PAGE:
Investments in liquid funds and gold exchange traded funds got a fillip from Indian investors, Reserve Bank has said in its monthly report in June.
In a section titled “Covid-19 and household financial savings” RBI stated, “The savings of high net-worth individuals and retail individuals in liquid funds surged sharply in Q1:2020-21 – mirroring the impact of uncertainty amidst Covid-19 induced lockdown. Households also parked their funds in gold exchange traded funds.”
Liquid funds are mutual funds from where an investor can quickly withdraw money without an exit penalty. Investors typically park short term funds in these instruments in expectation of better returns that short term fixed deposits in banks.
Gold exchange traded funds are mutual funds that invest in gold and they can be traded in stock exchanges like individual stocks of a company.
The central bank has also observed that since Q1 of FY21, investments from high networth individuals (HNI) have dipped a bit but retail investors have continued to park their savings in liquid funds.
However, investments of HNIs and retail investors have been positive since June 2020, said the report.
“Households’ savings in liquid mutual funds and gold ETFs taken together rose in Q1:2020-21, followed by drawdowns in next two quarters, before an upturn again in Q4:2020-21,” noted the report.
Significantly, Association of Mutual Funds data for May 2021 while the number of liquid fund schemes stood at 39 in April and May, the number of folios registered a small drop which indicated an outflow of funds perhaps due to emergency use of funds for medical exigencies.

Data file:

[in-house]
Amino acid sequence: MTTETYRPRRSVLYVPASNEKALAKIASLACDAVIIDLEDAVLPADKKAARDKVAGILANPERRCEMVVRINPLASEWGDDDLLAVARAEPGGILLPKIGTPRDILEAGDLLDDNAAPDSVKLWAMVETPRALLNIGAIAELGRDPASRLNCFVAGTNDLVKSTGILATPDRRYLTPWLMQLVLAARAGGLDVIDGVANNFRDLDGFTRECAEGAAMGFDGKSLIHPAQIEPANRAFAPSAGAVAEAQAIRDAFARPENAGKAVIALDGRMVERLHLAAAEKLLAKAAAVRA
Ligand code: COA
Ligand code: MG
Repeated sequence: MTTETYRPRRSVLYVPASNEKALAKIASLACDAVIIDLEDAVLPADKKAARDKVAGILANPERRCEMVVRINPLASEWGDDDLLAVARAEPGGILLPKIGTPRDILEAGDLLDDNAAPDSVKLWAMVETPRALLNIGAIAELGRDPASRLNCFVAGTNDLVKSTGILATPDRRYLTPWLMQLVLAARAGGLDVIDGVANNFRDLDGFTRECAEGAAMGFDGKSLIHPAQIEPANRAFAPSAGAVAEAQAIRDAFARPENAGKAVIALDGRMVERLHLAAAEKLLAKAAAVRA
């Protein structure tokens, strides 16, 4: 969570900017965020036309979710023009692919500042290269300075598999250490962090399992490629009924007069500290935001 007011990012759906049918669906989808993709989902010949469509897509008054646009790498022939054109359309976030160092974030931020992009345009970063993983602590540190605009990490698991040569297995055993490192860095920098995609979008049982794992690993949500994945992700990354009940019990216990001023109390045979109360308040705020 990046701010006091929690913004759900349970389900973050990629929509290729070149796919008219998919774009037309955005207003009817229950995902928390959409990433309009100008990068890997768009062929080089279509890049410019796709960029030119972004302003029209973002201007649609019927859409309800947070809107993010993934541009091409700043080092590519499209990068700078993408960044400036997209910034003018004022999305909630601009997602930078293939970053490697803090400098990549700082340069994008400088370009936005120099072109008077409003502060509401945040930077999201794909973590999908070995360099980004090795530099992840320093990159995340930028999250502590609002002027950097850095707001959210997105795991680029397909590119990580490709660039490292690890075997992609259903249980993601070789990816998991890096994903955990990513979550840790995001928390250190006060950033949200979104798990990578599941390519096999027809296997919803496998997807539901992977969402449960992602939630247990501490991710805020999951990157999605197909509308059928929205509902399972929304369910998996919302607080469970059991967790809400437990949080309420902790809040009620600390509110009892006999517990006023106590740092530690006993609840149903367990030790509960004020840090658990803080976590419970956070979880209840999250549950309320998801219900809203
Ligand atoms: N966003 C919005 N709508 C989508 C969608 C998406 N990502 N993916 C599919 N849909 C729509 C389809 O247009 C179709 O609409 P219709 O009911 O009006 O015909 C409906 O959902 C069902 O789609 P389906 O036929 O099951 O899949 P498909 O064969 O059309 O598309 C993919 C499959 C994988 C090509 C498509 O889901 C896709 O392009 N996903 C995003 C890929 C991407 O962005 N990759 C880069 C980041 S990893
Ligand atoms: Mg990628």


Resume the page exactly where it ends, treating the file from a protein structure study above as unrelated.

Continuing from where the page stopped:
Liquid funds recorded an investment of Rs 1.98 lakh crore in May against Rs 2.5 lakh crore in April.
The months of April and May marked the height of the second wave of the infection.
Liquid funds are considered safe and therefore a preferred choice for parking funds for emergency use.
The RBI article also observed that “the household financial savings in Q3:2020-21 have come down to 8.233% of GDP from 21% and 10.4% in the previous two quarters.”
At the end of April 2021, bank deposits constituted 55% of the total assets of households. According to RBI it marked a deceleration of 0.1% compared to March 2021 and a growth of 1.1% in April 2020.
At the same time bank advances – with a share of 79% in total liabilities – contracted by 0.8% as against (-) 0.9% in the previous year. “The rate of decline in bank deposits vis-a-vis bank credit has also been higher, indicating that this time around the banking sector component of household savings declined in sharp contrast with the spike in savings witnessed during the first wave,” said RBI.
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